Pulitzer Prize-Winning Film Critic Wesley Morris Joins Sports/Pop Culture Website Grantland

Wesley Morris in 2012 (YouTube)

Wesley Morris, the African-American film critic for the Boston Globe who won a Pulitzer Prize last year, is leaving for Grantland, the ESPN-affiliated sports/pop culture website that specializes in longform journalism, his Globe editor told staffers Thursday night.

“I just didn’t have a reason to say no any longer,” Morris told Journal-isms by telephone on Friday. Morris had already been writing for Grantland, and this presented an opportunity to write about film for the site full-time, he said. Moreover, “I can do my job from anywhere. That’s very appealing.”

Globe Editor Martin Baron started this week as executive editor at the Washington Post and was replaced byBrian McGrory. “Things are changing,” Morris said of the Globe. “This seemed like a pretty good interval to try to think of things I wanted to do.”

A memo from Douglas S. Most, the Globe’s deputy managing editor/features, began, “There are so many reasons why it’s difficult to write the words: Wesley Morris is leaving us. 

“. . . For a moment, forget about the writing. The superb, brilliant writing. Wesley’s presence in our world has been about so much more than just his wonderful film criticism and insightful takes on pop culture,” continued the memo, published on the Jim Romenesko website.

“Wesley is a true friend to so many of us. We love him for his infectious sense of humor, his generous heart, and of course his marvelously snappy sense of fashion, as he bounds in from the Red Line wearing one of his many stylish caps. . . .

“Wesley is leaving us after 10 years to write for Grantland, where he has had a column on style in the sports world and will write on film and other cultural subjects.”

Morris’ move was announced on Facebook and Twitter last Friday afternoon by Bill Simmons, founder of Grantland, Stephen Silver reported that Friday for the Technology Tell website. The Grantland name honors legendary sportswriter Grantland Rice.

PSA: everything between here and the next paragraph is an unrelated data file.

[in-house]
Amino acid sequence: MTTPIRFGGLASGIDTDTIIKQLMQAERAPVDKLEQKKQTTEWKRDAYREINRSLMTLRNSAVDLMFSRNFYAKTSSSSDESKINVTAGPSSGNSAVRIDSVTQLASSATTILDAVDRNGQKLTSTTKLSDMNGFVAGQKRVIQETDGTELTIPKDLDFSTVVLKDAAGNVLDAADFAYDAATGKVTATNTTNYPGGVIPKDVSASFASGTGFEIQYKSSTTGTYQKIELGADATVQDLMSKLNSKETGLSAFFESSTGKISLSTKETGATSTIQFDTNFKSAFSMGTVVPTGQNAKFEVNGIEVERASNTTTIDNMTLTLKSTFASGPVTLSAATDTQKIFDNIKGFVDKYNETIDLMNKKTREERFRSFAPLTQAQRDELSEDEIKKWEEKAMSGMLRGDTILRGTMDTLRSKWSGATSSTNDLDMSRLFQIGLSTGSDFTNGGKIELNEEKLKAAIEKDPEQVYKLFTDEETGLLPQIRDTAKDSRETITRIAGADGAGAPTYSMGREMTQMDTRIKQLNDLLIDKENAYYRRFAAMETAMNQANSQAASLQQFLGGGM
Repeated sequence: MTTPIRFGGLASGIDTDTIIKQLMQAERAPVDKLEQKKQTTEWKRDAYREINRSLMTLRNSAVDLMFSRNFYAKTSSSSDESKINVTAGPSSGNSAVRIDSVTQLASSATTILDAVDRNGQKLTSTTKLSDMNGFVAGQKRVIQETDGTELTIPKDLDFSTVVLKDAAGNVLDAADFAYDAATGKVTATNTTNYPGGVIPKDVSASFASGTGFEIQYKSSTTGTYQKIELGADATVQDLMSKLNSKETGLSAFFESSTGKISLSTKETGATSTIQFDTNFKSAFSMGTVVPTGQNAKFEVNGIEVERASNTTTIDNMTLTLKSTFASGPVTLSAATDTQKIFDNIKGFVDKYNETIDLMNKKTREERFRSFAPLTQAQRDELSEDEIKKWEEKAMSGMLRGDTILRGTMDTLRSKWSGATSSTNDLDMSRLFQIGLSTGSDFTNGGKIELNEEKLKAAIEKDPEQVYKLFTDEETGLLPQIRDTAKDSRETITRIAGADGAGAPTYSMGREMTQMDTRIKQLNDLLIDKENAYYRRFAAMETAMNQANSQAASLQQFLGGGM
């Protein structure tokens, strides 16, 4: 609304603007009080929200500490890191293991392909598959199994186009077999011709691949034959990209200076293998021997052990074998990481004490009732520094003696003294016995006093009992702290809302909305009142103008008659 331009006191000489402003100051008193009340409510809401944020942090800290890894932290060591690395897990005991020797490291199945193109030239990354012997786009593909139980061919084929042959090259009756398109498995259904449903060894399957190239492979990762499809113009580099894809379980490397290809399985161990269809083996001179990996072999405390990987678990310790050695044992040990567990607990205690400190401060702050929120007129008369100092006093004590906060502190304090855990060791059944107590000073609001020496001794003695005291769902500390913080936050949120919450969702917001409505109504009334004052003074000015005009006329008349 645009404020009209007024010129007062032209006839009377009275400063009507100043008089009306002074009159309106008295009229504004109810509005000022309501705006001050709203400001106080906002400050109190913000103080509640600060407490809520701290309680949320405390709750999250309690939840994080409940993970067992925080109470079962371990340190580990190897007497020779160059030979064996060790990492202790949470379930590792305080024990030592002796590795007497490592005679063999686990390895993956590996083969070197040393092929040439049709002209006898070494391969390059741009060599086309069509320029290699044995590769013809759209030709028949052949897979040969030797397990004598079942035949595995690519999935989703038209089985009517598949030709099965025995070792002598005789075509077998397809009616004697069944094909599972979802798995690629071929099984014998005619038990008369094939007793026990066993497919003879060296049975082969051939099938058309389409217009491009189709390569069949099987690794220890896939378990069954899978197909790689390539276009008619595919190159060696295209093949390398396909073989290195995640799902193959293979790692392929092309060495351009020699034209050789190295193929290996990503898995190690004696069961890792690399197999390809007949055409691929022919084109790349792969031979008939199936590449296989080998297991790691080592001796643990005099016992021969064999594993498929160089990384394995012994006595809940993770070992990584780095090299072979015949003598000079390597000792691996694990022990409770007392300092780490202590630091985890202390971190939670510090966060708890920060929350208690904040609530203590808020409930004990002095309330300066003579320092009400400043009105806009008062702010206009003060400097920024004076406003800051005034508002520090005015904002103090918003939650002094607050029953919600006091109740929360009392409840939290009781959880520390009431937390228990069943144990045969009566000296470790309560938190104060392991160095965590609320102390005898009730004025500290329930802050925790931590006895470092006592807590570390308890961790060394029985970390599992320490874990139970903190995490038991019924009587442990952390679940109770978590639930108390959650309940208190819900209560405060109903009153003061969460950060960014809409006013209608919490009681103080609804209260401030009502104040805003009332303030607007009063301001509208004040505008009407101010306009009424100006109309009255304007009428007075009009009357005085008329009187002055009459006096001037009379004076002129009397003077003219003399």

Morris “had written occasionally for Grantland since its launch last year, writing a column about athletes’ wardrobes called The Sportstorialist. The 37-year-old Philadelphia native and Yale graduate joined the Globe in 2002,” Silver reported.

“Grantland splits its coverage about evenly between sports and popular culture, but has not ever employed a full-time film critic. A rival site, the Gawker Media-owned Deadspin, runs a regular movie review column by Tim Grierson and Will Leitch.”

Last year, Grantland snagged Jonathan Abrams, another well-regarded black journalist, then in the sports department of the New York Times.

Simmons launched the site in June 2011 with Malcolm Gladwell, the New Yorker magazine writer and author and one of the most commercially successful black journalists, as a consulting editor.

Morris said he planned to remain on the East Coast, but not necessarily in Boston. His departure from the Globe depletes the number of film critics of color at daily newspapers. Remaining are Lisa Kennedy of the Denver Post and Rene Rodriguez of the Miami Herald. Craig D. Lindsey was laid off at the News & Observer in Raleigh, N.C., two years ago but continues to write about film, as in this review of Quentin Tarantino’s“Django Unchained.”

When he won his Pulitzer last year, Morris said it was important to have “everybody in on the conversation.”

“I will say this,” he told Michel Martin on NPR’s “Tell Me More.” “You know, Margo Jefferson and Robin Givhan and I are three African American people who’ve won this prize and I think that we have won it for doing work that is beyond the purview of race, but is not unaware of it and is willing to take it into consideration.

“I think that what it actually says to me — it’s something that I’ve been thinking a lot about with this Trayvon Martin situation — which is that it’s really important to have everybody in on the conversation. It’s really important to have everybody looking at things and perceiving things and have other people listening to what other people are seeing. . . .”

article by Richard Prince via theroot.com

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